But due to the circumstances surrounding this mission, the names of those lost have not yet been added to the Vietnam Veterans Memorial in Washington DC.

Also, according to a niece of “Corky”, Mary Jennings Thorn, in the late 1990s her name was added to the WV Memorial Wall in Charleston, but was later removed by Department of Defense leadership who still refuse to give a reason why her name was took of.

The ceremony in Maine was greeted and enjoyed by family and friends of the missing. But as Mary – a veteran herself – revealed, there is still a long way to go.

“It was very informative” she said. “We discovered more things that we didn’t know. It was a great experience. But a lot of people thought that when they went to the ceremony there would be a fence. There were none. It’s the start of a campaign to bring them to the Vietnam Memorial Wall. “

Her first birthday came a few days later “Cork” faded away. Although she never knew her uncle, the pursuit of preserving her memory and recognizing her service has become a generational quest.

“My parents, my grandmother never had any explanations (about the disappearance of flight 739)”, said Marie. “Many people have made Freedom of Information. But everything is redacted.

Those of us of a certain age should be able to remember seeing those black and white news clips of released prisoners of war returning home to families shown in the Vietnam era. Mary said her grandmother would sit and watch the TV news, hoping she “Cork” would somehow seem safe and sound. She passed away about eight years ago with a hollow in her heart, never knowing what happened to her son. His father had died young at the age of 57. By the way, “Cork” was a carrier of The Review throughout high school until he left to serve.

So, just as there is a lot of unknowns about Flight 739, another mystery is exactly why the lost have yet to be honored with the placement of names on this iconic memorial wall in Washington, DC.

“After their fall, there was no more debris” said Marie. “After ten days, they were pronounced dead. Don’t miss it in action. They were just dead.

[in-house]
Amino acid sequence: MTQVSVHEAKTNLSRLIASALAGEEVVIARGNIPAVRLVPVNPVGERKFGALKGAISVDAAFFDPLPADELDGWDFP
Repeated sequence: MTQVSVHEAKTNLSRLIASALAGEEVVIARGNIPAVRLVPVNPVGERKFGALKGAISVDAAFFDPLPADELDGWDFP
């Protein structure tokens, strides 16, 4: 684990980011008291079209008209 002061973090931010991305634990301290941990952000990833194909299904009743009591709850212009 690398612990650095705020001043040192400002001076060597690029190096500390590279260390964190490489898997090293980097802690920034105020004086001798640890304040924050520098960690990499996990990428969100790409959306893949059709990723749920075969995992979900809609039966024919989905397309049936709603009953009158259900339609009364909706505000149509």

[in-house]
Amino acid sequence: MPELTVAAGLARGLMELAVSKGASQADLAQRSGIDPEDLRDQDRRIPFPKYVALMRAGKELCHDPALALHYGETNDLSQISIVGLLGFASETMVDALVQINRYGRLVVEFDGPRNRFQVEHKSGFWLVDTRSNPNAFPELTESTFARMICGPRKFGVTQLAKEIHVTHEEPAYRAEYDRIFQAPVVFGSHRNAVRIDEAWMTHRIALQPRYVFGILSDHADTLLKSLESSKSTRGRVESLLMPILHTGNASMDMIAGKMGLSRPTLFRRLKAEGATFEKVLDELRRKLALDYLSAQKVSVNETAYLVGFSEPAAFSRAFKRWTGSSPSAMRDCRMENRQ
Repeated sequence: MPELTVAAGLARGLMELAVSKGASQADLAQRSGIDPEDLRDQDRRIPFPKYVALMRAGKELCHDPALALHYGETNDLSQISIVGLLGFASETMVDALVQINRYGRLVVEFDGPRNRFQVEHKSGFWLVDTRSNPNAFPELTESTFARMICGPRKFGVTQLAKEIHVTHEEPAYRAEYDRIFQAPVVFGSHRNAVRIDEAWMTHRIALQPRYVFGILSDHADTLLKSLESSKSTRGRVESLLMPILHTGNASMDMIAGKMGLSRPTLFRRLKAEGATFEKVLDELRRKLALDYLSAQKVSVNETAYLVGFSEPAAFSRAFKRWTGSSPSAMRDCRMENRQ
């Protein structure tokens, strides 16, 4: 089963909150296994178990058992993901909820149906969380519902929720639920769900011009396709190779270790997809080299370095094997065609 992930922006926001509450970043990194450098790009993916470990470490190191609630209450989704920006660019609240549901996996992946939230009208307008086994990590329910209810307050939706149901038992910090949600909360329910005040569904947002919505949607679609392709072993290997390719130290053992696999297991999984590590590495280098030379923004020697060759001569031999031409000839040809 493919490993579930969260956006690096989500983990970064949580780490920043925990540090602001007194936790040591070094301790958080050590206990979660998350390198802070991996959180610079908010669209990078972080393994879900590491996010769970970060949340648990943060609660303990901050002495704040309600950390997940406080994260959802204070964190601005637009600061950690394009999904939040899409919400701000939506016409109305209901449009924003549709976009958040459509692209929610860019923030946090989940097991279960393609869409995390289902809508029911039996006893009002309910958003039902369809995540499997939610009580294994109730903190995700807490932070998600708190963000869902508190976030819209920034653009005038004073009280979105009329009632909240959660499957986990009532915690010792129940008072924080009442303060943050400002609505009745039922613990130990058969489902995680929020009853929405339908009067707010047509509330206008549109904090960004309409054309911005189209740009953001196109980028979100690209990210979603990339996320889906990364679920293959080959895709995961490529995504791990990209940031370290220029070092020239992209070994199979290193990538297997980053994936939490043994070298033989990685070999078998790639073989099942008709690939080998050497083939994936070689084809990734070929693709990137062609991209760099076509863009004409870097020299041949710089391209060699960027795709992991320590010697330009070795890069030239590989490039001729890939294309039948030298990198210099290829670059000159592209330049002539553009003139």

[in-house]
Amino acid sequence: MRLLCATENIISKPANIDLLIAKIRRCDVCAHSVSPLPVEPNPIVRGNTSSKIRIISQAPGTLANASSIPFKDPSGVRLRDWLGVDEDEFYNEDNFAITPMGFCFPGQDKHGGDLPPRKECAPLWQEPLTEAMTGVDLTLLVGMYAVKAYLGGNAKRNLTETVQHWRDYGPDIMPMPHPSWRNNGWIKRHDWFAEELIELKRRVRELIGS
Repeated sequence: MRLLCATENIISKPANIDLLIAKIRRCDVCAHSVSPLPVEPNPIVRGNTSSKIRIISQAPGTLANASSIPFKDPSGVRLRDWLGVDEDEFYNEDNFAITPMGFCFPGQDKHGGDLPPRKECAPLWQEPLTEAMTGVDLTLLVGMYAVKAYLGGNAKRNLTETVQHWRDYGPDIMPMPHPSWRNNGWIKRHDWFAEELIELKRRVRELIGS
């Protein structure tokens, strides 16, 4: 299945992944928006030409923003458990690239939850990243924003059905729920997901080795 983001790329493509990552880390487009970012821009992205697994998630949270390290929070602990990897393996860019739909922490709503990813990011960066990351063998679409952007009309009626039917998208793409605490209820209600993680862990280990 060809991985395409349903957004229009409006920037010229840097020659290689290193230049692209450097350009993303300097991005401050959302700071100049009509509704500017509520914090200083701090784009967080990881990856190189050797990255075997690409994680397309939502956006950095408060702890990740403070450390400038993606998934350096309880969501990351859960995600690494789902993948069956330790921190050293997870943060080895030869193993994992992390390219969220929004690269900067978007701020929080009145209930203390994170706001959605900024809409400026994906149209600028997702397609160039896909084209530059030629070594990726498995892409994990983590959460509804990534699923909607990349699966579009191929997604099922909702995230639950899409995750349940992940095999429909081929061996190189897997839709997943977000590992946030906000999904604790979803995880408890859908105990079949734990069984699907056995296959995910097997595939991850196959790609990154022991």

Mary pointed out that at one point the criteria for the names placed on the wall were those of those who were fighting directly in Vietnam. But this was later changed to include those related to the Vietnam cause. An example would be the ex-servicemen who served in Vietnam years later because of the lingering effects of Agent Orange.

This therefore intensifies the mystery surrounding the names of Flight 739 which are not inscribed on the memorial. Or even an explanation offered to family members to date.

“In Maine, we met family members and learned from some of those families that they (on board) were all Army Rangers and this was a special mission,” Marie bound.

She learned that there were two thefts. Flight 739 went south and the other north to Alaska. He also went down. There were apparently two survivors but no knowledge is available. As with flight 739, there is no explanation for the other plane that crashed.

Hope is the display of the Wreaths Across America ceremony through various media, including CNN who provided, will help an unshakeable movement to get the names of Flight 739 on the Vietnam Memorial Wall in Washington DC

Mary graduated from Oak Glen High School before serving in the US Navy from 1984 to 1989. She graduated from West Liberty University and is now retired after serving in the Social Security Administration. Her husband, Ken, is a retired Chester Police Chief.

Brothers and sisters of “Cork”include Marilyn Adams of Newell, David Jennings of Maryland and Donald Jennings of Chester – Mary’s father. Another sister, Janice Harris, who lived in Flatwoods, WV has passed away.

“Cork” was nicknamed by his late uncle and namesake Charles Jennings.

Video of the May 15 ceremony is available on the official Wreaths Across America Facebook page.